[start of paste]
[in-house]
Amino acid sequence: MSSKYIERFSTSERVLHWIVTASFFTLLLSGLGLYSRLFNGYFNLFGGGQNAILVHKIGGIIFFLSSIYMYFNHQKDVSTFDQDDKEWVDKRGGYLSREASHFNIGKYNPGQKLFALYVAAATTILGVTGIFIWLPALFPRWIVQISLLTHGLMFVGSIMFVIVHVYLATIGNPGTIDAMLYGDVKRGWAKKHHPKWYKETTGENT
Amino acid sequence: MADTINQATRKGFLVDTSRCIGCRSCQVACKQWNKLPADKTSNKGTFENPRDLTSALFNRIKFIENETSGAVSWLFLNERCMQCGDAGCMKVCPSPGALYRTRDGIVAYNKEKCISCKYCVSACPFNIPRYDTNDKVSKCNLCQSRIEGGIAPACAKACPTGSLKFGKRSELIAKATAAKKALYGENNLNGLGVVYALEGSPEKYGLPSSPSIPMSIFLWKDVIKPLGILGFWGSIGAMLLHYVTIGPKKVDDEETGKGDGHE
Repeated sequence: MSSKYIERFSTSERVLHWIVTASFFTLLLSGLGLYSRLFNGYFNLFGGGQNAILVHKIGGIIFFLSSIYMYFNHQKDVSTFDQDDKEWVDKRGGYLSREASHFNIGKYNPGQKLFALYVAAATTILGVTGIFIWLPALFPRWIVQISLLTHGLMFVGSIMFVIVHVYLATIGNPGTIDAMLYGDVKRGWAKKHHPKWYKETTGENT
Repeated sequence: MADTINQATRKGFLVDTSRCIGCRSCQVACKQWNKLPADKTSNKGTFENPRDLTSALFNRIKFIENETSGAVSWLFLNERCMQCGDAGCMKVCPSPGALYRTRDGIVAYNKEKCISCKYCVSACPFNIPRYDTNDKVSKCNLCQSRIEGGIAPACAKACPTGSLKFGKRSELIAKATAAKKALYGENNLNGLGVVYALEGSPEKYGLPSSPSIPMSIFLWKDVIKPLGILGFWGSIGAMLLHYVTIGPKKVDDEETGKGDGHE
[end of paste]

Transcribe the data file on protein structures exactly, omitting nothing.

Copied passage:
[in-house]
Amino acid sequence: MSSKYIERFSTSERVLHWIVTASFFTLLLSGLGLYSRLFNGYFNLFGGGQNAILVHKIGGIIFFLSSIYMYFNHQKDVSTFDQDDKEWVDKRGGYLSREASHFNIGKYNPGQKLFALYVAAATTILGVTGIFIWLPALFPRWIVQISLLTHGLMFVGSIMFVIVHVYLATIGNPGTIDAMLYGDVKRGWAKKHHPKWYKETTGENT
Amino acid sequence: MADTINQATRKGFLVDTSRCIGCRSCQVACKQWNKLPADKTSNKGTFENPRDLTSALFNRIKFIENETSGAVSWLFLNERCMQCGDAGCMKVCPSPGALYRTRDGIVAYNKEKCISCKYCVSACPFNIPRYDTNDKVSKCNLCQSRIEGGIAPACAKACPTGSLKFGKRSELIAKATAAKKALYGENNLNGLGVVYALEGSPEKYGLPSSPSIPMSIFLWKDVIKPLGILGFWGSIGAMLLHYVTIGPKKVDDEETGKGDGHE
Repeated sequence: MSSKYIERFSTSERVLHWIVTASFFTLLLSGLGLYSRLFNGYFNLFGGGQNAILVHKIGGIIFFLSSIYMYFNHQKDVSTFDQDDKEWVDKRGGYLSREASHFNIGKYNPGQKLFALYVAAATTILGVTGIFIWLPALFPRWIVQISLLTHGLMFVGSIMFVIVHVYLATIGNPGTIDAMLYGDVKRGWAKKHHPKWYKETTGENT
Repeated sequence: MADTINQATRKGFLVDTSRCIGCRSCQVACKQWNKLPADKTSNKGTFENPRDLTSALFNRIKFIENETSGAVSWLFLNERCMQCGDAGCMKVCPSPGALYRTRDGIVAYNKEKCISCKYCVSACPFNIPRYDTNDKVSKCNLCQSRIEGGIAPACAKACPTGSLKFGKRSELIAKATAAKKALYGENNLNGLGVVYALEGSPEKYGLPSSPSIPMSIFLWKDVIKPLGILGFWGSIGAMLLHYVTIGPKKVDDEETGKGDGHE